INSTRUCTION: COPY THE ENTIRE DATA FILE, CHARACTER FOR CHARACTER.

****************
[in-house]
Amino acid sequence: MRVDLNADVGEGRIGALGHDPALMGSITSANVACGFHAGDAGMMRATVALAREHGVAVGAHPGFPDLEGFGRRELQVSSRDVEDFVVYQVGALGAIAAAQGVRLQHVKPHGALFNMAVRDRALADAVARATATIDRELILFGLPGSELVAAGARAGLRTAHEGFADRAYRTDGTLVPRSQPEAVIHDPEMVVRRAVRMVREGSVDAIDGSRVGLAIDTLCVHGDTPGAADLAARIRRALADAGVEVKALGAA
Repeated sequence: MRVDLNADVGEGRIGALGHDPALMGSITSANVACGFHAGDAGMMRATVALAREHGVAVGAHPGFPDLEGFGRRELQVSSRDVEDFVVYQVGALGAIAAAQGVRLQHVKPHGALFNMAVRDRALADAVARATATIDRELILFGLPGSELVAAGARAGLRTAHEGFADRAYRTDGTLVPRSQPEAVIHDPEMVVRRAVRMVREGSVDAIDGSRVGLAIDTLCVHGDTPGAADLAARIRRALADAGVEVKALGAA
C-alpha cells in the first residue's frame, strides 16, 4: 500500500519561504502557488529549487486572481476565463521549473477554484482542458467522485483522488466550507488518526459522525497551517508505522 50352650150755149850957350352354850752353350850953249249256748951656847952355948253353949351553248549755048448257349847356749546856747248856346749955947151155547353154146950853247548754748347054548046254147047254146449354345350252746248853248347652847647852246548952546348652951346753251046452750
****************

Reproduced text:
[in-house]
Amino acid sequence: MRVDLNADVGEGRIGALGHDPALMGSITSANVACGFHAGDAGMMRATVALAREHGVAVGAHPGFPDLEGFGRRELQVSSRDVEDFVVYQVGALGAIAAAQGVRLQHVKPHGALFNMAVRDRALADAVARATATIDRELILFGLPGSELVAAGARAGLRTAHEGFADRAYRTDGTLVPRSQPEAVIHDPEMVVRRAVRMVREGSVDAIDGSRVGLAIDTLCVHGDTPGAADLAARIRRALADAGVEVKALGAA
Repeated sequence: MRVDLNADVGEGRIGALGHDPALMGSITSANVACGFHAGDAGMMRATVALAREHGVAVGAHPGFPDLEGFGRRELQVSSRDVEDFVVYQVGALGAIAAAQGVRLQHVKPHGALFNMAVRDRALADAVARATATIDRELILFGLPGSELVAAGARAGLRTAHEGFADRAYRTDGTLVPRSQPEAVIHDPEMVVRRAVRMVREGSVDAIDGSRVGLAIDTLCVHGDTPGAADLAARIRRALADAGVEVKALGAA
C-alpha cells in the first residue's frame, strides 16, 4: 500500500519561504502557488529549487486572481476565463521549473477554484482542458467522485483522488466550507488518526459522525497551517508505522 50352650150755149850957350352354850752353350850953249249256748951656847952355948253353949351553248549755048448257349847356749546856747248856346749955947151155547353154146950853247548754748347054548046254147047254146449354345350252746248853248347652847647852246548952546348652951346753251046452750